Marketing should continue after a deal has closed. Jason suggests allocating 30 percent of your marketing budget to activities, such as events, geared toward current customers. This will encourage your customers to buy more from you and refer more to you.
Derek Anderson, Co-Founder and CEO of Bevy and Startup Grind, offered consistent advice. In his session, Derek highlighted that the future of marketing is customer to customer interactions. After your product is in market, gaining what he calls superfans can build credibility and act as a strong lead source for other customers. When it comes to building and engaging superfans, Derek suggests creating a positive customer experience process by designing a mission and values that inspire, adopting an education-based approach to selling, and keeping the personal touch. Once you’ve identified your product’s superfans, do everything you can to help them.
Establishing quarterly goals around key metrics can help you measure your performance at every stage. Jason recommends Net Promoter Score, or NPS. Asking customers how likely they are to recommend your product to a friend or colleague is a simple enough question that can provide incredible insights. Overall, a higher NPS score results in lower churn, much easier upsell, higher positive word of mouth, and lower marketing costs. Be sure to personally reach out as a founder to yield higher response rates when possible.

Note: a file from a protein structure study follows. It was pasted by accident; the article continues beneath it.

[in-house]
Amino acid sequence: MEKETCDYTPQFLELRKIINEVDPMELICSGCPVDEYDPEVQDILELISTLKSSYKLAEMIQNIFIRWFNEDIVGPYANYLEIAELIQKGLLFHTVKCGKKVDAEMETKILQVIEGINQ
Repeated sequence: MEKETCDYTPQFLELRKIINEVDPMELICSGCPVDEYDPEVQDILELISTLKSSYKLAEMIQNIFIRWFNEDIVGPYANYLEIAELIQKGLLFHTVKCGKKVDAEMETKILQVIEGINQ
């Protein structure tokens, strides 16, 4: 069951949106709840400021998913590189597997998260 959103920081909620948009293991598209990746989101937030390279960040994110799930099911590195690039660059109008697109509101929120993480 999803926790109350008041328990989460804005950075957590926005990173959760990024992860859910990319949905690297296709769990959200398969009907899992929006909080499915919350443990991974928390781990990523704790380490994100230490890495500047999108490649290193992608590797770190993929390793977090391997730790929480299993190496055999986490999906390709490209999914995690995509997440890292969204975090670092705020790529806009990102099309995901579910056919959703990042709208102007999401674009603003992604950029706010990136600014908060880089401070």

On scaling your growing team
As you scale, your team will grow and it’s important to maintain the culture that you’ve worked so hard to achieve. When recruiting team members, Todd suggests personally interviewing as many candidates as possible. Make sure that your culture and vision resonate to ensure a good fit now and as you grow. This goes for your board too. Vet and interview your investors and board for cultural fit. Perform reference checks with their best and worst performing portfolio companies to see how they behave in various scenarios.
Todd maintains that the key ingredient of culture is people. A great culture can not only help retain your team, but improve customer experience. If employees love the company, it will be reflected in how they treat customers so hire those that are passionate about your product and will facilitate a positive customer experience.
Navigating the road to success
As a founder, you’ll face numerous hurdles when scaling your startup. But you’re not alone. Looking toward strategies from successful founders in the space can help provide guidance.
From discussions at the recent Traction Conf, there’s no doubt that the old sentiment “Customer is King” still rings true. Customers are, of course, the foundation of your business’s success. But some founders may not realize that investing in customer success can provide benefits beyond retention, like product improvement and lead generation. So whether it comes to designing and launching your product or growing your team, be mindful of how your decisions affect customer experience.